Pornhub, Big Tech and the Silent Victims of COVID-19

By Perry Roach, Netsweeper CEO

At Netsweeper, our data shows that COVID-19 has been big business for child exploitation. So, I wasn’t surprised to see news reports about the alleged non-consensual porn, child-sex abuse and rape on the website Pornhub — a Quebec-based company with a huge global following.

It’s good to see people waking up to what has been a growing problem for years — and a problem that’s been on fire since COVID-19 showed up. Netsweeper monitors and sorts the 150 million new websites that come online each and every day for clients, and our data shows child exploitation sites have quadrupled since the pandemic began. I was speaking with the head of IT for a major international police force recently, and he supported our findings.

With vaccines moving now, we will eventually put COVID-19 behind us as health care systems and economies recoup. However, the silent child victims may never recover. So, beyond paying lip service, what are we doing as a society to recognize and truly address the problem?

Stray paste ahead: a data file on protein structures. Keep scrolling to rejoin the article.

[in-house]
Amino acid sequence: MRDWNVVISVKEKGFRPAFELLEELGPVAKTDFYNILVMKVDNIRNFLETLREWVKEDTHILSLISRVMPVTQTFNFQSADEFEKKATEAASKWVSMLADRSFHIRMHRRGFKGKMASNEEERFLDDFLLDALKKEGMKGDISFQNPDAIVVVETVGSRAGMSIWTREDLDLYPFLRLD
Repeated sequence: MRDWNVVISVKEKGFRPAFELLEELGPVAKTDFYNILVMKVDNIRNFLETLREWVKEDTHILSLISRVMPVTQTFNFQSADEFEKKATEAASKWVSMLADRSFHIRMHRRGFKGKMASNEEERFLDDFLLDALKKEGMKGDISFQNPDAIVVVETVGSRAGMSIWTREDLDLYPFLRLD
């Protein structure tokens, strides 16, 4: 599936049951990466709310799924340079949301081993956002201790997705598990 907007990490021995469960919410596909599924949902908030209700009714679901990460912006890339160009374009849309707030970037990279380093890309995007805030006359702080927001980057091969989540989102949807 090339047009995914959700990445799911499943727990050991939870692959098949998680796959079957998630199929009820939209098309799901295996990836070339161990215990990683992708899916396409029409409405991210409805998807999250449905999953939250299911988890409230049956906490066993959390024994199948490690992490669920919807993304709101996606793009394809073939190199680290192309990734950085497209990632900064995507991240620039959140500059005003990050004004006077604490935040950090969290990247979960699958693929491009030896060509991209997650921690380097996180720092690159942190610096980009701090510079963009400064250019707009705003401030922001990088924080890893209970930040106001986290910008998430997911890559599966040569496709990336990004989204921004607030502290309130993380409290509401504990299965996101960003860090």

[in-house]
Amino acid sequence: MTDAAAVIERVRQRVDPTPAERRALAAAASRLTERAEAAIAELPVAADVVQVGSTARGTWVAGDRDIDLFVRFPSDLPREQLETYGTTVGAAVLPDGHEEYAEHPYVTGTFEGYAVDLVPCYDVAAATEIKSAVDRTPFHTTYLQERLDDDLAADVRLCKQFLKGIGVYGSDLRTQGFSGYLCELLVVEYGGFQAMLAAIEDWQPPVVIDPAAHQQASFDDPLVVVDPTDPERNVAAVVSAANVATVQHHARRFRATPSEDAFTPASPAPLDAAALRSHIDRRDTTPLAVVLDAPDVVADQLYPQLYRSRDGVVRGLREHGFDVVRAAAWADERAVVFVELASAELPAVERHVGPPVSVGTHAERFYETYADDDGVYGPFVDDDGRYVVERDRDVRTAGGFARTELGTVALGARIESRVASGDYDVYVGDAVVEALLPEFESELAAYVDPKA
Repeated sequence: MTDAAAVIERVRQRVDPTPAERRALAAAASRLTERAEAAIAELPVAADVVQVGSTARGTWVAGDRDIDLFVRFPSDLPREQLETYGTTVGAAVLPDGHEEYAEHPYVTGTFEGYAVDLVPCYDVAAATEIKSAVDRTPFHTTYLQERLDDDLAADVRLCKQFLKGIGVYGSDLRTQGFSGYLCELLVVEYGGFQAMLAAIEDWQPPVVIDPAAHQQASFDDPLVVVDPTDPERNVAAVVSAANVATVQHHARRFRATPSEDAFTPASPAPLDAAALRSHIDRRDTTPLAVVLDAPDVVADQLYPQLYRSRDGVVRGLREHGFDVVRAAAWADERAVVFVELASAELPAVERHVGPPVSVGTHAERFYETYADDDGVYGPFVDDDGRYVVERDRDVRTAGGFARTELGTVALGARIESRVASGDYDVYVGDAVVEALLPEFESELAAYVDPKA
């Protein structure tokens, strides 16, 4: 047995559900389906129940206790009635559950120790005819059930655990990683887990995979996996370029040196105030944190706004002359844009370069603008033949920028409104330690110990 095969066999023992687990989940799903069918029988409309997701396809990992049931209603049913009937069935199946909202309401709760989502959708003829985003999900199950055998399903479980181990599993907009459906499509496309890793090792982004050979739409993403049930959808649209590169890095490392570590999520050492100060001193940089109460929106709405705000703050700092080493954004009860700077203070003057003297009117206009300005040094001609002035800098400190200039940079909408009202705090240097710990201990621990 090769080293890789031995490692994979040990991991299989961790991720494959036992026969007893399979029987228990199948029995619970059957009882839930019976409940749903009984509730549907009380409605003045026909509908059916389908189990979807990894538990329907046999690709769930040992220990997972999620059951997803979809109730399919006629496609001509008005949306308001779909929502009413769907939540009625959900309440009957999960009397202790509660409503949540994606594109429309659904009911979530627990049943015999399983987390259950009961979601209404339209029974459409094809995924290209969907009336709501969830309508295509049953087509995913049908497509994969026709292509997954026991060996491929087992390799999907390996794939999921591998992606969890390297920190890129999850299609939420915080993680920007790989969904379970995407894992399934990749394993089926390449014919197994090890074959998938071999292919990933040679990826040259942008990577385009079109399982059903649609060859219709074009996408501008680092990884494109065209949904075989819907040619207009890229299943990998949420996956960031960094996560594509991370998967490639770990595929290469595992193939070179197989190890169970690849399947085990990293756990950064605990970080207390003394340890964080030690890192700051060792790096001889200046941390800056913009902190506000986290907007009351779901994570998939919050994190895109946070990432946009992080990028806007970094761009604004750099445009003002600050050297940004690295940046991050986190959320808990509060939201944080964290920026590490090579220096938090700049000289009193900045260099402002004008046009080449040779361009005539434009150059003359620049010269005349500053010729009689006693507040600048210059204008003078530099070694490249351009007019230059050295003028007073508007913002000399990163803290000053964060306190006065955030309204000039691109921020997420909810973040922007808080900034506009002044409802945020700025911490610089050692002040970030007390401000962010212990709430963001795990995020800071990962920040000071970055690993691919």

The G20 leaders recently said the rule of law we follow in the everyday offline world must be applied online in the same way. In other words, the law is the law. As Edward Snowden recently said, “the internet is real life.” And yet, this life-altering crisis gets next to no coverage until Pornhub becomes part of the story, Visa and Mastercard take action and groups start parliamentary petitions, as we are seeing now in Canada.

So, let’s have a grown-up conversation about this issue. It’s not the “internet” that is the bad guy in this narrative. That would be like blaming the existence of highways for car accidents. Instead, look to the big technology companies operating on the internet to generate immense profits at any cost. They are the ones that need to be regulated and policed. It’s their platforms and their data being used to exploit people in criminal ways. Whatever drives clicks and traffic drives profits — and profits appear to be paramount.

Continue reading the full article in the Toronto Star.